Using small molecules in polymer matrices is common in applications such as (i) plasticizing polymers to modify the glass transition and mechanical properties and (ii) dispersion of photoactive or electroactive small molecules in polymer matrices in organic-electronic devices Aggregation of these small molecules and phase separation leading to crystallization often cannot be morphologically controlled. If these are designed with self-assembling codes such as hydrogen bonding or aromatic interactions, their phase separation behavior would be distinctly different. This review summarizes the studies on morphologies in such situations, such as (i) sub-surface assembly in polymer matrices, (ii) controlled polymerization-induced phase separation to create polymer blends, (iii) using the polymer to direct the assembly of small molecules in liquid crystalline devices, (iv) functionalizing a polymer with self-assembling small molecules to cause organo-gelation which the polymer itself would not by itself, and (v) using such systems as templates to create porous polymer structures. Organic–inorganic hybrids using polymers as templates for nanostructures and imprinted porous membranes is an emerging area. Since self-assembly is one of the dominating area of research with respect to both small molecules, polymers as well as the combination of the two, this review summarizes the studies on the aforementioned topics.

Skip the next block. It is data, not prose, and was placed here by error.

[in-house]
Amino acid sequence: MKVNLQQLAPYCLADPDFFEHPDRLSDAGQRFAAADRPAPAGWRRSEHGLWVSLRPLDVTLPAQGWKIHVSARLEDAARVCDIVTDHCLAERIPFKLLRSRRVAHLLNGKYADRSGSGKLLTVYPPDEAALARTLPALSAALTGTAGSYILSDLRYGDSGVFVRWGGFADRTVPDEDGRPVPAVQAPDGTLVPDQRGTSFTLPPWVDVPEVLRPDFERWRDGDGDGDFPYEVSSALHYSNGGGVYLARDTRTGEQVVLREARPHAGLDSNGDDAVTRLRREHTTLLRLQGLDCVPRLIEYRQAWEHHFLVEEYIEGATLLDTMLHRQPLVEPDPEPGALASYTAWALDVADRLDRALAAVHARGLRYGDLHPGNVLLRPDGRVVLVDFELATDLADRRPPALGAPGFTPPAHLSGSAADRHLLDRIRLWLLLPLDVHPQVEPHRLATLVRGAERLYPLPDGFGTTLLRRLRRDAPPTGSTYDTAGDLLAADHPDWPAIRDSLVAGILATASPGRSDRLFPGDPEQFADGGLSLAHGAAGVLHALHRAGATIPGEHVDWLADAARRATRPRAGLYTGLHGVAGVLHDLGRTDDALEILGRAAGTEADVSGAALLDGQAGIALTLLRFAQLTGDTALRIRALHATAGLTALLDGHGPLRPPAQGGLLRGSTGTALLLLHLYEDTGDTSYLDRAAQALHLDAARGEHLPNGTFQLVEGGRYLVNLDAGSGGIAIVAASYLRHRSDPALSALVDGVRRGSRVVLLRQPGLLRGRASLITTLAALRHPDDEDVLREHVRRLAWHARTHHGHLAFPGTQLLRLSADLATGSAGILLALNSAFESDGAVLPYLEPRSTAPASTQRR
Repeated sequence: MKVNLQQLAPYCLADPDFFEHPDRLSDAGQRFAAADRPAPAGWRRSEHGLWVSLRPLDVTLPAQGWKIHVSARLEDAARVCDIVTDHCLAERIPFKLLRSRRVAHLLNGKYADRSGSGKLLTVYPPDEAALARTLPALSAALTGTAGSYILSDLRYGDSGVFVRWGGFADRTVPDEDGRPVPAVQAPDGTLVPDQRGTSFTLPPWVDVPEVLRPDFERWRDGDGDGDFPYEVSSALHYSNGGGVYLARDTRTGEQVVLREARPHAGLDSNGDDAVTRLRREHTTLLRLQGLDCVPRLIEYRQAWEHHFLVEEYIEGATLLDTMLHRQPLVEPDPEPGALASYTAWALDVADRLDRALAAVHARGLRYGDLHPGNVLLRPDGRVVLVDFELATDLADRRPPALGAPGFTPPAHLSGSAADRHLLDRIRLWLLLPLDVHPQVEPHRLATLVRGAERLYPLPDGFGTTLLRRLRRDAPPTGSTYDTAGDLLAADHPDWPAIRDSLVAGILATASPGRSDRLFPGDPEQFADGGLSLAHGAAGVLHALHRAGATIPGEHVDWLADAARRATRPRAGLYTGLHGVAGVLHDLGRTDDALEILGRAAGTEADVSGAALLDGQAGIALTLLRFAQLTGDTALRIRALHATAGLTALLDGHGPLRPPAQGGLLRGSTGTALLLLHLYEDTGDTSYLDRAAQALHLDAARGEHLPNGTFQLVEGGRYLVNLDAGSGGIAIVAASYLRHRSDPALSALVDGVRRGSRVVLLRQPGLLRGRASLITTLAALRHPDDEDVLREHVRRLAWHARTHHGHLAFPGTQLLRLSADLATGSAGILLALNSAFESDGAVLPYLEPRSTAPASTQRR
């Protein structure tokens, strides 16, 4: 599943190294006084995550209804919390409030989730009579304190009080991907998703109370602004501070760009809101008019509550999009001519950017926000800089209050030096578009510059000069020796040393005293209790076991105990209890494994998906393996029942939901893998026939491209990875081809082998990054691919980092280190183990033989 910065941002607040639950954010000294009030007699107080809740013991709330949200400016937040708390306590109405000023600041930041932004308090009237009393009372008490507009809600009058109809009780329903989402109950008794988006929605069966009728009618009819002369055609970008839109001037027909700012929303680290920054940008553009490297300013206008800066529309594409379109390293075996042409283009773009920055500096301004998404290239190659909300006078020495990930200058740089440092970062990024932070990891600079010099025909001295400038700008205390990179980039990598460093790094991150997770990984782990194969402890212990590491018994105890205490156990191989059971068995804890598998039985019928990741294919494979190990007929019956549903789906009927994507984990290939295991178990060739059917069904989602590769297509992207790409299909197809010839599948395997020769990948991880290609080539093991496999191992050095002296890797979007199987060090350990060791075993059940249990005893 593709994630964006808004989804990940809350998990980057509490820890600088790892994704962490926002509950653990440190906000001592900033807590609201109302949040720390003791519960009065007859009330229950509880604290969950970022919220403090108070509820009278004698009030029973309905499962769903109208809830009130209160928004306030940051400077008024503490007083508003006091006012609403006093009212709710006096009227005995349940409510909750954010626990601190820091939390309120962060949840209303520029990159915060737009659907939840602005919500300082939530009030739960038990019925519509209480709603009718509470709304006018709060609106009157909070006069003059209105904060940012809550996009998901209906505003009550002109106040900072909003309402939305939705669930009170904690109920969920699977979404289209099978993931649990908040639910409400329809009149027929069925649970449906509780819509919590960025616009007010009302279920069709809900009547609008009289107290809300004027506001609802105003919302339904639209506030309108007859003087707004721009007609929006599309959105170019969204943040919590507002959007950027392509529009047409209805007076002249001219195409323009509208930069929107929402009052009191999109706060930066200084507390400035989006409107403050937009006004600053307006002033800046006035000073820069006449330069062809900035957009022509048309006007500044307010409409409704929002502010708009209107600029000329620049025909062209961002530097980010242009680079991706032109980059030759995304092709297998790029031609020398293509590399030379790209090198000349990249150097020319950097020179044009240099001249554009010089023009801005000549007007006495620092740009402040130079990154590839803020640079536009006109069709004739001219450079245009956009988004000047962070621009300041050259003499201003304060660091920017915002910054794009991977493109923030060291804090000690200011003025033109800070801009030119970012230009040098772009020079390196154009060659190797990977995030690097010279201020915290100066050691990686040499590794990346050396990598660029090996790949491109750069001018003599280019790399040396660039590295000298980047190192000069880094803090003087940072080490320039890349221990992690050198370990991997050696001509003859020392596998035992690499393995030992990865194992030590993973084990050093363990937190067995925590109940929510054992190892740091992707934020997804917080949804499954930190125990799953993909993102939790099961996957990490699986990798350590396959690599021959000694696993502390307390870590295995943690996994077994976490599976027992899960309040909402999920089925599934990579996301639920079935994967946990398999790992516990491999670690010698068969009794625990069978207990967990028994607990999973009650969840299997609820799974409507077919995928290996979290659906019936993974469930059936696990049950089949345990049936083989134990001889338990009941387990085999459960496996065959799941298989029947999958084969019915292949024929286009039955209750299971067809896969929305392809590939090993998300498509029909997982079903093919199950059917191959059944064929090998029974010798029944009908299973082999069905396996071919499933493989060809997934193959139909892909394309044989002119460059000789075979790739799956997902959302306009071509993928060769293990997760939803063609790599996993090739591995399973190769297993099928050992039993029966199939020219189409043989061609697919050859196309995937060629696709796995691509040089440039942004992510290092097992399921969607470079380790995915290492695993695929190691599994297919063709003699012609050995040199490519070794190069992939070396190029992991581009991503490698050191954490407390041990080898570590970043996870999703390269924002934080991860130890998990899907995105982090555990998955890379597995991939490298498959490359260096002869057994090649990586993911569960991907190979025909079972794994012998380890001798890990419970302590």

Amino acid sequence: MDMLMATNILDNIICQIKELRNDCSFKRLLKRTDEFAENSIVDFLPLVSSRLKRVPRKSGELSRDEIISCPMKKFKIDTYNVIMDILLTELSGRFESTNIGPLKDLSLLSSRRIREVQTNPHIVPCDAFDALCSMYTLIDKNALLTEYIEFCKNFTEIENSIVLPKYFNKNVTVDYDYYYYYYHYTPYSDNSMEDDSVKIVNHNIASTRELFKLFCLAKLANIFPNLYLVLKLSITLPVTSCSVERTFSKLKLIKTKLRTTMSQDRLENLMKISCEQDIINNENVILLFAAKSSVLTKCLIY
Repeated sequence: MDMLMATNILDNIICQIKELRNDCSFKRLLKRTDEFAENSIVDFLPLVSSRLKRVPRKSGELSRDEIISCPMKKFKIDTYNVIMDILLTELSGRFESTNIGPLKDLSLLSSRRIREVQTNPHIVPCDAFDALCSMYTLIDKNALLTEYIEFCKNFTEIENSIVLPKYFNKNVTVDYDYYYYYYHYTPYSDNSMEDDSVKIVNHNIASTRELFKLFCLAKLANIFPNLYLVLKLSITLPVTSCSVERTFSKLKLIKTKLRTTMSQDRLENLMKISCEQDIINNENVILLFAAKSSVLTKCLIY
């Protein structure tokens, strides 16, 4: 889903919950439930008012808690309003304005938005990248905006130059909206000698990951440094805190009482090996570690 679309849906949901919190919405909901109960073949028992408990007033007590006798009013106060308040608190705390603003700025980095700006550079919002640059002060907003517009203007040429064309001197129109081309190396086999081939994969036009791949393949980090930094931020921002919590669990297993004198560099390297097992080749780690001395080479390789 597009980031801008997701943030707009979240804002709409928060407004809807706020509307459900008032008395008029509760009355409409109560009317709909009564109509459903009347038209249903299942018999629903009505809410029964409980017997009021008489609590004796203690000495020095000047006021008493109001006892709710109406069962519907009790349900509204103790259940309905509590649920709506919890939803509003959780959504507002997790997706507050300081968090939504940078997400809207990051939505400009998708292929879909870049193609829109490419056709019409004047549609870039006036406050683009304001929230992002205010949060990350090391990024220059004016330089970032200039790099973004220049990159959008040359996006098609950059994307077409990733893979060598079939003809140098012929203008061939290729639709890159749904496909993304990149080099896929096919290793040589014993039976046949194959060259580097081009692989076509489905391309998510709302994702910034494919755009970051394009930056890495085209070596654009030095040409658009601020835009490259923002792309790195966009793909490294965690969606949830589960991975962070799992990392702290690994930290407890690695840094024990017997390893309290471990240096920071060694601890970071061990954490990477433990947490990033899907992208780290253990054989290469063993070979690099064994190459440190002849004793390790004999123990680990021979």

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Keywords Gels, phase separation, polymer-directed liquid crystal, porous polymer devices, Self-assembly
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Journal Journal of Polymer Science, Part B: Polymer Physics
Sundararajan, P. (2018). Small molecule self-assembly in polymer matrices. Journal of Polymer Science, Part B: Polymer Physics (Vol. 56, pp. 451–478). doi:10.1002/polb.24570